The wife of the Father and the mother of all four children (the eldest son by the Father and the other three by the lover who has just died). She is dressed in black with a widow's crepe veil, under which is a waxlike face and sad eyes that she generally keeps downcast Her main goal is to reconcile with her 22-year-old "legitimate" son, to convince him that she did not leave him of her own volition. The Mother is deeply ashamed of the Father's experience with her eldest daughter in Madame Pace's brothel. According to Pirandello in the "Preface," the Mother, "entirely passive," stands out from all the others because "she is not aware of being a character... not even for a single moment, detached from her 'part.'" She "lives in a stream of feeling that never ceases, so that she cannot become conscious of her own life, that is to say, of her being a character.''
Other actors, actresses, and company members
The other members of the Producer's company are proud of their craft and initially contemptuous of the six "characters" but then become quite intrigued by their story and are anxious to portray it.
The owner of the dress shop that doubles as a brothel, Madame Pace is old and fat and is dressed garishly and ludicrously in silk, wearing an outlandish wig and too much makeup. She speaks with a thick Spanish accent and is mysteriously summoned by the Father when she appears to be missing from the brothel scene between the Father and Stepdaughter. She is, essentially, the "seventh" of the "characters." In the "Preface" Pirandello points out that as a creation of the moment Madame Pace is an example of Pirandello's "imagination in the act of creating."
The Producer (or Director or Stage Manager, depending on the text and translation that is used) is the main voice for the theatrical company that is attempting an afternoon rehearsal for their current production when the six "characters" enter and request their own play to be done instead. The Producer initially attempts to dismiss these "people" as lunatics, intent on getting his own work done. Gradually, however, he becomes intrigued by the content of their story and comes to accept their "reality" without further questioning because he sees in their story the potential for a commercial success. An efficient and even violently gruff man, the Producer is also patient, flexible, and courageous, willing to go forward without a great deal of conventional understanding of where things are taking him. He is, however, comically inflexible in that he insists on modifying what the "characters'' give him to fit the stage conventions to which he is accustomed.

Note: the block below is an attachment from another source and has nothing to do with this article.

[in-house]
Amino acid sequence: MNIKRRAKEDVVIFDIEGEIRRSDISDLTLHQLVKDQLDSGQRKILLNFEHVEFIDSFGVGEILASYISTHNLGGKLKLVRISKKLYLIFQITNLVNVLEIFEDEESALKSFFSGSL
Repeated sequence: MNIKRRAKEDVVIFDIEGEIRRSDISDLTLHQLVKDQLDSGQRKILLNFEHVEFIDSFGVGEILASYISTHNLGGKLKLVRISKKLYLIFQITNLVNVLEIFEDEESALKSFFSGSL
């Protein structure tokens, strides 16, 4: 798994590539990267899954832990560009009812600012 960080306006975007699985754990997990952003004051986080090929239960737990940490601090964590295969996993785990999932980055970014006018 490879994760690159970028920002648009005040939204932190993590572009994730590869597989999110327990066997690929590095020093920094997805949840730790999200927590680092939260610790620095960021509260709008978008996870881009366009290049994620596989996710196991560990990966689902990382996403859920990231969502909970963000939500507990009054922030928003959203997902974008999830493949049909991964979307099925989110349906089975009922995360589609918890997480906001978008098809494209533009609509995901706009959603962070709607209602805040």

See The Little Girl
The only biological child of both the Mother and Father, this tall 22- year-old man was separated from his mother at the age of two and was raised and educated in the country. When he finally returned to his father, the Son was distant and is now contemptuous of his father and hostile toward his adopted family. Pirandello describes him as one"who stood apart from the others, seemingly locked within himself, as though holding the rest in utter scorn."
The Stage Manager
See The Producer
The Stepdaughter is 18 years old and the eldest child from the Mother's relationship with the Father's secretary. After her natural father died, the Stepdaughter was forced into Madame Pace's brothel in order to help the family survive, and it was at the brothel that she encountered her stepfather. Pirandello describes her as "pert" and "bold" and as one who "moved about in a constant flutter of disdainful biting merriment at the expense of the older man [the Father].'' Desiring vengeance on the Father, the Stepdaughter is elegant, vibrant, beautiful, but also angry. She, too, is dressed in mourning black for her natural father, but shortly after she is introduced to the Producer and his company, she dances and sings a lively and suggestive song. The Stepdaughter dislikes the 22-year-old son because of his condescending attitude toward her and her "illegitimate" siblings, and she is also contemptuous of her 14 year-old brother because he permitted the Little Girl to drown and then "stupidly" shot himself. She is, however, tender toward her four-year-old sister. The Stepdaughter and the Father are the author's two most developed characters and thus dominate the play.